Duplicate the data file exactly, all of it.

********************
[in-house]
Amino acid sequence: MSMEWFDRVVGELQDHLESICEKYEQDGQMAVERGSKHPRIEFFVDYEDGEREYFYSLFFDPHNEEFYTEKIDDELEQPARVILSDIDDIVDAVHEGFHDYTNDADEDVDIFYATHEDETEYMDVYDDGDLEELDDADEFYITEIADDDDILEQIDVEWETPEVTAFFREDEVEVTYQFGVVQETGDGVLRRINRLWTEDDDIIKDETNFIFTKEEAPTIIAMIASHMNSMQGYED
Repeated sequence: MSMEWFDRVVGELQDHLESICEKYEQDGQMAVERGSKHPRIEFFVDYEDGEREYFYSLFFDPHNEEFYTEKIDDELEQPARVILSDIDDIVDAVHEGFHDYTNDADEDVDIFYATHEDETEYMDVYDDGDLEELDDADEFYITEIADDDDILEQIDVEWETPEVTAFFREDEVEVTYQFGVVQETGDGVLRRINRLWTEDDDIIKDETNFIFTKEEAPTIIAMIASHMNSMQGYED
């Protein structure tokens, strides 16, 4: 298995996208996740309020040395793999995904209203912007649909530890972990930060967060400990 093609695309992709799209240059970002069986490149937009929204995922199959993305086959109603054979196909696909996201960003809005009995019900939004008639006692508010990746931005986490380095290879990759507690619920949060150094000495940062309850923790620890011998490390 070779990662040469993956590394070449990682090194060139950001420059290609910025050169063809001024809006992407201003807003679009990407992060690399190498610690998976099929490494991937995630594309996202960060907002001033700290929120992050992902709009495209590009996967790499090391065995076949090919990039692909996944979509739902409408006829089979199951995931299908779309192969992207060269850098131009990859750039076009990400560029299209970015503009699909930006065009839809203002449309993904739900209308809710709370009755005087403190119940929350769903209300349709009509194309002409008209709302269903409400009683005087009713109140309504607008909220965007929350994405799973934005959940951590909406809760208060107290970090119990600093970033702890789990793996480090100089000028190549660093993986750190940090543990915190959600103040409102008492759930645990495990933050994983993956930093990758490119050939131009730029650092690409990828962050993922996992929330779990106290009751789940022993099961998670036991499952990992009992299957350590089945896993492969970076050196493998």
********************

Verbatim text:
[in-house]
Amino acid sequence: MSMEWFDRVVGELQDHLESICEKYEQDGQMAVERGSKHPRIEFFVDYEDGEREYFYSLFFDPHNEEFYTEKIDDELEQPARVILSDIDDIVDAVHEGFHDYTNDADEDVDIFYATHEDETEYMDVYDDGDLEELDDADEFYITEIADDDDILEQIDVEWETPEVTAFFREDEVEVTYQFGVVQETGDGVLRRINRLWTEDDDIIKDETNFIFTKEEAPTIIAMIASHMNSMQGYED
Repeated sequence: MSMEWFDRVVGELQDHLESICEKYEQDGQMAVERGSKHPRIEFFVDYEDGEREYFYSLFFDPHNEEFYTEKIDDELEQPARVILSDIDDIVDAVHEGFHDYTNDADEDVDIFYATHEDETEYMDVYDDGDLEELDDADEFYITEIADDDDILEQIDVEWETPEVTAFFREDEVEVTYQFGVVQETGDGVLRRINRLWTEDDDIIKDETNFIFTKEEAPTIIAMIASHMNSMQGYED
């Protein structure tokens, strides 16, 4: 298995996208996740309020040395793999995904209203912007649909530890972990930060967060400990 093609695309992709799209240059970002069986490149937009929204995922199959993305086959109603054979196909696909996201960003809005009995019900939004008639006692508010990746931005986490380095290879990759507690619920949060150094000495940062309850923790620890011998490390 070779990662040469993956590394070449990682090194060139950001420059290609910025050169063809001024809006992407201003807003679009990407992060690399190498610690998976099929490494991937995630594309996202960060907002001033700290929120992050992902709009495209590009996967790499090391065995076949090919990039692909996944979509739902409408006829089979199951995931299908779309192969992207060269850098131009990859750039076009990400560029299209970015503009699909930006065009839809203002449309993904739900209308809710709370009755005087403190119940929350769903209300349709009509194309002409008209709302269903409400009683005087009713109140309504607008909220965007929350994405799973934005959940951590909406809760208060107290970090119990600093970033702890789990793996480090100089000028190549660093993986750190940090543990915190959600103040409102008492759930645990495990933050994983993956930093990758490119050939131009730029650092690409990828962050993922996992929330779990106290009751789940022993099961998670036991499952990992009992299957350590089945896993492969970076050196493998």